1 Aarhus University2 Department of Bioscience - Marine Ecology, Department of Bioscience, Science and Technology, Aarhus University3 Department of Bioscience - Wildlife Ecology, Department of Bioscience, Science and Technology, Aarhus University4 University of Copenhagen5 Faculty of Science, Aarhus University, Aarhus University6 Department of Bioscience - Wildlife Ecology, Department of Bioscience, Science and Technology, Aarhus University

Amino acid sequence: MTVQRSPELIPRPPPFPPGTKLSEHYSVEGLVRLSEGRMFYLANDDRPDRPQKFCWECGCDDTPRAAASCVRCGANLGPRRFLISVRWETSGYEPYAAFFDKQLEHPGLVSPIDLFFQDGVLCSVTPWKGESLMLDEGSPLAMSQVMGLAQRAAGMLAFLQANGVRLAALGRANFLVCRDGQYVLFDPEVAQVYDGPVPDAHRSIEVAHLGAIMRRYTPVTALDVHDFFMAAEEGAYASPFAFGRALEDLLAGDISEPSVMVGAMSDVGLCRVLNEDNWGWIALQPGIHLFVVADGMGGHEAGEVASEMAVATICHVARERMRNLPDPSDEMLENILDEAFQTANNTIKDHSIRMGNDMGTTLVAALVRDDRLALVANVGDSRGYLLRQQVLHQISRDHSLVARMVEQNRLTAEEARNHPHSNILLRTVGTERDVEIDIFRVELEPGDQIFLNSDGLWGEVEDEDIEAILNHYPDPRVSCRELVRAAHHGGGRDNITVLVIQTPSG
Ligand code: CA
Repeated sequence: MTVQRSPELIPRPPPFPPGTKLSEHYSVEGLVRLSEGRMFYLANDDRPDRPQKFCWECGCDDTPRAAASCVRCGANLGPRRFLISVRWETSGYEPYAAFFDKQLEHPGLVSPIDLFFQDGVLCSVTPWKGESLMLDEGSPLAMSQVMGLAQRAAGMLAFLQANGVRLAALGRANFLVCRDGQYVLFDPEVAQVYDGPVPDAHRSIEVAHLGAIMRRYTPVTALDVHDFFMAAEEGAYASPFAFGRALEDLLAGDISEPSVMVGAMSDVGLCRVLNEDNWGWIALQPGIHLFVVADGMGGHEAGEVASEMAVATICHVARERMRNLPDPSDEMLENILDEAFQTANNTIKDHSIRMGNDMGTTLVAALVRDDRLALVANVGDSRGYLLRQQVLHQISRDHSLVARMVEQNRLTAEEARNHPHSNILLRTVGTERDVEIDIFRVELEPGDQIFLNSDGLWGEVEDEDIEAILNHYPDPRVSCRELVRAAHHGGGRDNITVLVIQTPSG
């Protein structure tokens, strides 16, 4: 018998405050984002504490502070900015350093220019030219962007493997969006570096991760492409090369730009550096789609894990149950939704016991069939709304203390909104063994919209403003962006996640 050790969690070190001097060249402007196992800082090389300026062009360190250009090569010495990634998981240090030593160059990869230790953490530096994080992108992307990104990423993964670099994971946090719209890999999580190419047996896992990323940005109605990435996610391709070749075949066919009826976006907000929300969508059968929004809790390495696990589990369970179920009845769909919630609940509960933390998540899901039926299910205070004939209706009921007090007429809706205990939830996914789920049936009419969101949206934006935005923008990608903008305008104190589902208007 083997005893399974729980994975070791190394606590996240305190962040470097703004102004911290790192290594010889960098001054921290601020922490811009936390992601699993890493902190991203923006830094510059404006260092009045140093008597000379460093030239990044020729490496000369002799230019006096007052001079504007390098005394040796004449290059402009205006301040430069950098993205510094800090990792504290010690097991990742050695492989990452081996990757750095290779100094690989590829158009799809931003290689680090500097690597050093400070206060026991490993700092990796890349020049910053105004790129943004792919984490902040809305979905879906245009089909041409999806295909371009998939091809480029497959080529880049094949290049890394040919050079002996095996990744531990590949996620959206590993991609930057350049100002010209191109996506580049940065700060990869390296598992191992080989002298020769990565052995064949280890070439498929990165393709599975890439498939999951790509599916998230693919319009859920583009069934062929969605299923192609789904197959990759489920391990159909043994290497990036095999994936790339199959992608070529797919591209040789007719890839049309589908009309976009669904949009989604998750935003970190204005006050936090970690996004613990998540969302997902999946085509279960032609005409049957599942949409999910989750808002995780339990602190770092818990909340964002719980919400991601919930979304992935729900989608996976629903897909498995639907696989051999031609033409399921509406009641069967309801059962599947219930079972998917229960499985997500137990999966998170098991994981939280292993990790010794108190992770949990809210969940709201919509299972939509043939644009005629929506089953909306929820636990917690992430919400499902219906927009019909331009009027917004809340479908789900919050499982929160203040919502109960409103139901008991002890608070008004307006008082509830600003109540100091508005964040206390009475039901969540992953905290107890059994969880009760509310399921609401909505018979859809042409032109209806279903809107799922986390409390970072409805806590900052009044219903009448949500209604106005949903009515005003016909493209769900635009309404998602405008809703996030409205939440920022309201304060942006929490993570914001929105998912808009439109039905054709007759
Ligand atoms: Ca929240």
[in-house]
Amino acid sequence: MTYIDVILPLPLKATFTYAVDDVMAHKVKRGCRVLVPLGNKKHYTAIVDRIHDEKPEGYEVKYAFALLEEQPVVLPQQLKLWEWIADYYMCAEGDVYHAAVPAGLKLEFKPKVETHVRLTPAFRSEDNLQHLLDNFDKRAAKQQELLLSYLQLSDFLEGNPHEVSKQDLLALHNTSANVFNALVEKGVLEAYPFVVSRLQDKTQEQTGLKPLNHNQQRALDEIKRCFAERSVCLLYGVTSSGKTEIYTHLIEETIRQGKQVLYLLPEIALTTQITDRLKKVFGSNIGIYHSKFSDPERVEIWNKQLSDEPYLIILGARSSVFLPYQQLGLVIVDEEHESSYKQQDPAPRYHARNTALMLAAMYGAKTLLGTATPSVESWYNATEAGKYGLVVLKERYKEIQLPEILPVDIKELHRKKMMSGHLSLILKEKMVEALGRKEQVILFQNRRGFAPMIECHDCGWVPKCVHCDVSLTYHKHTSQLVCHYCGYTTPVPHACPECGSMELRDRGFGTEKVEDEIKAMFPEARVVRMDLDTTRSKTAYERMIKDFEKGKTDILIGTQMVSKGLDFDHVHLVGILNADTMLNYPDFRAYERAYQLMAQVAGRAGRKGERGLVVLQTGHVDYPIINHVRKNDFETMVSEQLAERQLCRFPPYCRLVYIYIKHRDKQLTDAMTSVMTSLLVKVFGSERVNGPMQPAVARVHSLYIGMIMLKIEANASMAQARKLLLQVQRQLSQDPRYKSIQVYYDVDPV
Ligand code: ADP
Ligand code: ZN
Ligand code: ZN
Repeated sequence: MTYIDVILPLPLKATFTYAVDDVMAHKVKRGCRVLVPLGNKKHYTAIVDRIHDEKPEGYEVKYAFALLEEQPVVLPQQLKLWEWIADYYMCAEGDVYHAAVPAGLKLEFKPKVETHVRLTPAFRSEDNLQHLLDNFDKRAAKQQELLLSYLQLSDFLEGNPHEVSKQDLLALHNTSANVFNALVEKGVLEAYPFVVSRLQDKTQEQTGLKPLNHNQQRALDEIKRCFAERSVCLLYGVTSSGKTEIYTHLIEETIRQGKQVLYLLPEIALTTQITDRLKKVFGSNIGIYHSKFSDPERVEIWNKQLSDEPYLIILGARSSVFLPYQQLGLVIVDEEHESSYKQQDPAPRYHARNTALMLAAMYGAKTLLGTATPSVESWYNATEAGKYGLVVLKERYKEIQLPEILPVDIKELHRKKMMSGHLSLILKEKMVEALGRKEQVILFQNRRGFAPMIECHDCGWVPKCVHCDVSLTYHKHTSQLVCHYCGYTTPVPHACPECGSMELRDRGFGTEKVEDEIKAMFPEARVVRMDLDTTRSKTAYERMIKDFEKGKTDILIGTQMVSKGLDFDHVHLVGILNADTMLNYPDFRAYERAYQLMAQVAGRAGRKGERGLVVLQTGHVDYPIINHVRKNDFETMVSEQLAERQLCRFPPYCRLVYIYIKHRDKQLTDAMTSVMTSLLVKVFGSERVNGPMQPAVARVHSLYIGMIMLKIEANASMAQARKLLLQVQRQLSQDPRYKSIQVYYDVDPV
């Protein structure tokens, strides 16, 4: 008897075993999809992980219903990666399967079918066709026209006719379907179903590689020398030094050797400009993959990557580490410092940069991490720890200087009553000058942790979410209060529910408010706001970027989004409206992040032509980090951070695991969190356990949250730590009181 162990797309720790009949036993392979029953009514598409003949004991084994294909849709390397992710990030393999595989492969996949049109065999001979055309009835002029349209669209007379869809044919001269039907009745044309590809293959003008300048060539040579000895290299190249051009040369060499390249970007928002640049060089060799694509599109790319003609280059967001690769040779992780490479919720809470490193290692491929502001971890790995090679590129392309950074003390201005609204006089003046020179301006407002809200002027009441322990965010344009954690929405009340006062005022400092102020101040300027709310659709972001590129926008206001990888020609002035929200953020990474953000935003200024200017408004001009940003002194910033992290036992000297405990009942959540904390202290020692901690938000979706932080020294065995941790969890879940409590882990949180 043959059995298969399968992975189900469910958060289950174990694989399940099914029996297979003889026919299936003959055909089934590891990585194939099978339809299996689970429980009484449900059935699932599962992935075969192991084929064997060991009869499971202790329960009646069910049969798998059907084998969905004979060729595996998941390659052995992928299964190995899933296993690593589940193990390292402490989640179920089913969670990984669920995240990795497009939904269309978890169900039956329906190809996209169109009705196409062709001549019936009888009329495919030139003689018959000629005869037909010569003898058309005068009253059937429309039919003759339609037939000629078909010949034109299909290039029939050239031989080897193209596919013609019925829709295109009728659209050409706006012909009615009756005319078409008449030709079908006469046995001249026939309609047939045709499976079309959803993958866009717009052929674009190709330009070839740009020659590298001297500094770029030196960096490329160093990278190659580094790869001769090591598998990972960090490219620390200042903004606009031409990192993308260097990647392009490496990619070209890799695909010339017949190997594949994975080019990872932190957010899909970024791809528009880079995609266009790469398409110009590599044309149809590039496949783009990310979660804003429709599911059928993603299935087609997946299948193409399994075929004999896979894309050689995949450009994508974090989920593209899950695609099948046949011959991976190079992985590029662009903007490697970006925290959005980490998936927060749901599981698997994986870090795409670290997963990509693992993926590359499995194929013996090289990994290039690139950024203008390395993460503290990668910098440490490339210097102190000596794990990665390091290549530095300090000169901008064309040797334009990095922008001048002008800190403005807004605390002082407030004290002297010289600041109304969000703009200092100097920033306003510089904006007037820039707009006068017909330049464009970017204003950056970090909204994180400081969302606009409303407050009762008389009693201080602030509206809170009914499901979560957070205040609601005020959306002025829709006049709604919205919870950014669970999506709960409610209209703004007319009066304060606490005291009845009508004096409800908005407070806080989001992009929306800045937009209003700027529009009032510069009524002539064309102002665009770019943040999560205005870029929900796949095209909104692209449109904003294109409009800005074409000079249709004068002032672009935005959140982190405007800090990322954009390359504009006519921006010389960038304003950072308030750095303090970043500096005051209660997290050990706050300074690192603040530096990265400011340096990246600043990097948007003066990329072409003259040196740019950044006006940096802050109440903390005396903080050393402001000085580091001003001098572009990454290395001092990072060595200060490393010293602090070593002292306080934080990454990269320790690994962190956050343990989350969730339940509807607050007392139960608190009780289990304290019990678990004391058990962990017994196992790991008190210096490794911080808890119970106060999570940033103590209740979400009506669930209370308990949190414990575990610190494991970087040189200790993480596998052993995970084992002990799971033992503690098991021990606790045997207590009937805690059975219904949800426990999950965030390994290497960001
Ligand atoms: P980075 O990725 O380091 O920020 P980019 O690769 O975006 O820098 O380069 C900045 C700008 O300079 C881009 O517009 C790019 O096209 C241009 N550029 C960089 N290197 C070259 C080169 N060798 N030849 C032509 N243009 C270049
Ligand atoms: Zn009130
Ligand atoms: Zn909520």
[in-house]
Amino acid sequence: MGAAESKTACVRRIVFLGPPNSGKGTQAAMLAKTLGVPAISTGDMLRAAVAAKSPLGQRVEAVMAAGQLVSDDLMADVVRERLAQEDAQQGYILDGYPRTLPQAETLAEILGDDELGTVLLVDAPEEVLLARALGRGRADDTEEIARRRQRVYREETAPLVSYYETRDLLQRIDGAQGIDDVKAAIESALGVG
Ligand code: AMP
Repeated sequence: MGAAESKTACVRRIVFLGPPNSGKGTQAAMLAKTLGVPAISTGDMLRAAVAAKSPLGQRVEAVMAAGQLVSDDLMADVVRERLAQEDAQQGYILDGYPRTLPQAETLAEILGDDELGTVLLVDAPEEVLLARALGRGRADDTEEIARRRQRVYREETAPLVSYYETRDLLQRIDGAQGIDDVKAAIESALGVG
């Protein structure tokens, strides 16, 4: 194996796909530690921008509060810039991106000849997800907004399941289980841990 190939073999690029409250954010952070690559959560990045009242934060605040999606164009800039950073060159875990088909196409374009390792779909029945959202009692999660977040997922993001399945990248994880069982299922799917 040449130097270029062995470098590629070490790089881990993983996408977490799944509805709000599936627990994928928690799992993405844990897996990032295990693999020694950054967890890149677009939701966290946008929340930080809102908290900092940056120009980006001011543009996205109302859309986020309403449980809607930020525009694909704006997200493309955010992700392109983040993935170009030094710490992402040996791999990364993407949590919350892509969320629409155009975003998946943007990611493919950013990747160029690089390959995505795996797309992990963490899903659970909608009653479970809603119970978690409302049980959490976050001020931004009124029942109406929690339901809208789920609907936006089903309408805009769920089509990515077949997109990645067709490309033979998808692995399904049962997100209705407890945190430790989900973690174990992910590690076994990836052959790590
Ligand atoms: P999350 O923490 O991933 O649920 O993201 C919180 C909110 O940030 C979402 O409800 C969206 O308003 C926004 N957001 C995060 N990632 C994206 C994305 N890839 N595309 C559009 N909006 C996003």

Parrots in captivity are known for their ability to vocally imitate humans and recently it has been shown that wild-living orange-fronted conures are able to immediately imitate other individuals´ contact calls. The function of this exceptional ability to imitate remains unclear. However, orangeâ€“fronted conures live in fission-fusion flocks where they encounter many different individuals every day, and it is possible that their vocal imitation ability is a flexible means to address a specific individual within a flock. We tested this via playback to short-term captive wild conures. Test birds were placed together in pairs in outdoor aviaries to form simple flocks. To simulate imitation of a specific individual these pairs received playback of contact calls that primarily imitate one of the two birds. Overall, individuals that received simulated vocal imitations of its calls responded more frequently and faster than the other individual. This suggests that orange-fronted conures can use imitations of contact calls to address specific individuals of a flock. In the discussion we argue that the fission-fusion flock dynamics of many parrot species has been an important factor in evolving conures´ and other parrots´ exceptional ability to imitate.